Dismiss Notice
A reminder that, as is traditional around here, the forum will close for 20 minutes (11/11/19) around 1100, for Armistice Day.
~A

RA Service records help

Discussion in 'Service Records' started by Aaron Simmons, Jul 3, 2017.

  1. Steve Mac

    Steve Mac Very Senior Member

    It is unlikely (but possible) that your great grandfather landed on Gold Beach on D-Day. That date was when the Infantry and immediate supporting units went ashore. In the case of the Royal Artillery, the 50 Div had the 86th (Hertfordshire Yeomanry) Field Regiment and the 147th (Essex Yeomanry) Field Regiment attached for the landings and immediate aftermath. These were not usually 50 Div units. More-so they were special units with self-propelled guns; rather than the then towed 25-pounders found in the 74th Field Regiment.

    That said, the 74th would have been ready to move, first, to a landing table and second, should the Infantry have advanced quickly and need them in Normandy. Therefore they would likely be somewhere in the Solent ready and waiting to go.

    I was going to add a link to the Gold Beach landing tables so you could see when the 74th landed, but the site is down... :unsure: Edit: Site now working: D-Day : Normandy 1944 - GOLD BEACH : British Troops

    The first wave on the east of Gold Beach was the 69th Infantry Brigade (5th Bn East Yorkshire Regiment, and 6th & 7th Bns Green Howards) and their usual Arty was the 124th Field Regiment, RA. The landing table shows mainly the 86th Field Regiment landing with the 69th Infantry Brigade, but with some of the 124th Field Regiment woven in.

    The second wave on the east of Gold Beach was the 151st Infantry Brigade (6th, 8th & 9th Bns Durham Light Infantry) and as previously mentioned, their usual Arty was the 74th Field Regiment, RA. The landing table shows mainly the 86th Field Regiment landing with the 151st Infantry Brigade, but with again some of the 124th Field Regiment woven in. However, at H+6 (six hours after the first scheduled landing on Gold Beach) some of the 74th Field Regiment start to land.

    It is therefore possible that your great grandfather landed on Gold Beach on D-Day, but we currently have no evidence of fact. Did he leave any memoirs, notes, family letters, etc. that discuss his service and may help?
     
    Last edited: Jul 4, 2017
    Tricky Dicky likes this.
  2. Aaron Simmons

    Aaron Simmons Member

    No I haven't, I was going to take a camera and use that and then convert them to PDF.

    I have requested a photo table to assist, have you got anymore advice for Kew?
     
  3. Tullybrone

    Tullybrone Senior Member

    Tricky Dicky likes this.
  4. Steve Mac

    Steve Mac Very Senior Member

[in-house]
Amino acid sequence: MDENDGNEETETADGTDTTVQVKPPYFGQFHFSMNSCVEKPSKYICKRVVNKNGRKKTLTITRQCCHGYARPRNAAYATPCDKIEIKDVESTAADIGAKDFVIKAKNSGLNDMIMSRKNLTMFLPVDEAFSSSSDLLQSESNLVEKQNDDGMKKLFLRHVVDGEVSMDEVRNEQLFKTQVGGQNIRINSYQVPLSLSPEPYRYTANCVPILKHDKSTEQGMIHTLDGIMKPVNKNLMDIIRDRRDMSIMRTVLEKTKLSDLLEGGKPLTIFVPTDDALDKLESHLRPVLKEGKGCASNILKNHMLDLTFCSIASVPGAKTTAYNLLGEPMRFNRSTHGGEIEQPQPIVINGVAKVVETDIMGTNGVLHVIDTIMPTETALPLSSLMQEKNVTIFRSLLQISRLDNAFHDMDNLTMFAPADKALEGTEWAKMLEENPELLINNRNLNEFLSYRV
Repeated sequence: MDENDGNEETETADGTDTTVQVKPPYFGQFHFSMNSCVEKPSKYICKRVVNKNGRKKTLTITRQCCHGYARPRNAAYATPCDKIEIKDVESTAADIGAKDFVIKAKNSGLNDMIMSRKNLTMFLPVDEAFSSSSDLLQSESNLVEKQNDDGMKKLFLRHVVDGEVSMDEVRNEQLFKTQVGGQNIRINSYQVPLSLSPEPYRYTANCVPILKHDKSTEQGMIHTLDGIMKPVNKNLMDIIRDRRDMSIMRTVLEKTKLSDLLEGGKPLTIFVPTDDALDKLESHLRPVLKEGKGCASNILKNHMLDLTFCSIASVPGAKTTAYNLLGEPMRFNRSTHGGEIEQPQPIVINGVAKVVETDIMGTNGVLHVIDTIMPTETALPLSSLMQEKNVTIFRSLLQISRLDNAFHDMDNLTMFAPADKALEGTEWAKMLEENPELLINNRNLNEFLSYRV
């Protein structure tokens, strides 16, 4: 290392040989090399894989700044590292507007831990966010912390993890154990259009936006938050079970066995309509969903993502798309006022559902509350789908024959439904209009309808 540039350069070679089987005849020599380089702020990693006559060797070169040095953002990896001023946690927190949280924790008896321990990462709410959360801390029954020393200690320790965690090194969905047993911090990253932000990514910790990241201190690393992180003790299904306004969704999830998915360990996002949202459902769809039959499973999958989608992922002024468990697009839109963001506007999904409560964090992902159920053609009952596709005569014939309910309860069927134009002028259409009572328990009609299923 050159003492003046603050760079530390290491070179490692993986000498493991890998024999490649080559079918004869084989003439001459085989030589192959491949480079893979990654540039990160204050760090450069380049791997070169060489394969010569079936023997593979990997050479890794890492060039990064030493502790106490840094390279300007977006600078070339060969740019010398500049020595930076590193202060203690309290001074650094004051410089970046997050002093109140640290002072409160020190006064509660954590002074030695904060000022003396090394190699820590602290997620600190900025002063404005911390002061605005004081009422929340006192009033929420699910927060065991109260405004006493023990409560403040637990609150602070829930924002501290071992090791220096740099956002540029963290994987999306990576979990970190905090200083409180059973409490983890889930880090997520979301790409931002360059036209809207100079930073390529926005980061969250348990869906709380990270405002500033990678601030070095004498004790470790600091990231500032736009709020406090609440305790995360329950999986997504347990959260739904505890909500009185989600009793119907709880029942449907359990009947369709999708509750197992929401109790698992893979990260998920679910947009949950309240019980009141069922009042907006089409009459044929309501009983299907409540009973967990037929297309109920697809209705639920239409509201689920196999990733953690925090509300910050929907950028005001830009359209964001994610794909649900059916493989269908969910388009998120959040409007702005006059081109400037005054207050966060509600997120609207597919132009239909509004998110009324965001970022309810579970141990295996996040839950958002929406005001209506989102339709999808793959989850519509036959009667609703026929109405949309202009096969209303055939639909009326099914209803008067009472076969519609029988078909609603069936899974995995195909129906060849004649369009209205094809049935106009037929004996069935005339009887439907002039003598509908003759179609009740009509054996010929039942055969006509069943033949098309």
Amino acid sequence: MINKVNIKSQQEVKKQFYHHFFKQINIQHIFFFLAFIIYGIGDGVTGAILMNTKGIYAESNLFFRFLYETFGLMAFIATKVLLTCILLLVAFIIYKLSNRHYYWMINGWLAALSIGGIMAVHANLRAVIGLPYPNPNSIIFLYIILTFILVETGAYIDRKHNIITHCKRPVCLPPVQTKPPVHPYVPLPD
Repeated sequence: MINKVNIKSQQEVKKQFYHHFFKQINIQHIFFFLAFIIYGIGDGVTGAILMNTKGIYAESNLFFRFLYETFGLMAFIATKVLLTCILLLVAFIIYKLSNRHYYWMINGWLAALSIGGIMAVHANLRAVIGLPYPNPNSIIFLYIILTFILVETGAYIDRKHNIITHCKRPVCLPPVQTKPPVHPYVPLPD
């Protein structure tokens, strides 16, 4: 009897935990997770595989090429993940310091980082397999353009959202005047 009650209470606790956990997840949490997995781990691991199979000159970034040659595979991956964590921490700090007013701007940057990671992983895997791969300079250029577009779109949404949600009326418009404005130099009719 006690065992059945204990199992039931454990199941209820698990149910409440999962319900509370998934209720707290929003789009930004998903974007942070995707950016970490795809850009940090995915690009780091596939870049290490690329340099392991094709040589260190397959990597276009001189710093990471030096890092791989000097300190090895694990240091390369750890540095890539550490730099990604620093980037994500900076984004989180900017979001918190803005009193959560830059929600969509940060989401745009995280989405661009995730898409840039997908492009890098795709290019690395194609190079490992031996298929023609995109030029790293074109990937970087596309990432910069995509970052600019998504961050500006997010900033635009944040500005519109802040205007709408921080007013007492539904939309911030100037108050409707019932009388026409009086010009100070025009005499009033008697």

New information added at message No. 21 (above).

    Gold Beach landing table link now working: D-Day : Normandy 1944 - GOLD BEACH : British Troops See H+6 on linked page.

     
    Tricky Dicky likes this.
  5. Aaron Simmons

    Aaron Simmons Member

    Hi Steve, thanks for that, he did not leave anything really and diddnt really like to talk about his time during the war
     
  6. Steve Mac

    Steve Mac Very Senior Member

    Found these War Diary transpositions on a forum member, Philip Reinders, website: 74 Field Regiment

    Extract here: "30 November 1944: 1020 - Red smoke fired to cover wood and engaged by R/P Typhoons. 1520 - G-o-C visited regiment to inform them they were no longer part of 50 (N) Div. This was indeed a sad day for the regiment and all were heavy of heart after hearing the news from the G-o-C that 50 (N) Div was to be no longer a fighting unit, but a training unit in England. This regiment was now to become part of 49 (WR) Division in place of 185 Fd regiment which will be broken up and disbanded. 90 Fd passed to 1 Corps and 124 disbanded."

    The 50th (Northumbrian) Division divisional sign/arm patch was as per my Avatar. The 49th (West Riding) Division's divisional sign/arm patch was a Polar Bear. When the 74th Field Regiment, RA, left 50 Div and joined the 49th Div (around 4 December 1944) they adopted the Polar Bear, but were allowed to show a smaller double T on the same arm patch; see example in above link. Your great grandfather would have worn these...
     
    Tricky Dicky likes this.
  7. Aaron Simmons

    Aaron Simmons Member

    Steve once again you have amazed me!! I will have to keep an eye out for some as I am going to make a frame up with all the items I have of his
     
  8. Aaron Simmons

    Aaron Simmons Member

    looks like I'll be off the the national army museum too, the have a photo album of close to 1000 pictures taken by Frank Tomlinson of the 74th field regiment and it documents there time during 1944 to 1946, you never know I may find more picture of my great grandad and it will be a fantastic insight into what they saw
     
    Last edited: Jul 6, 2017
  9. Steve Mac

    Steve Mac Very Senior Member

    Enjoy...

    Another couple of links that you may find interesting: Search Our Collections | Imperial War Museums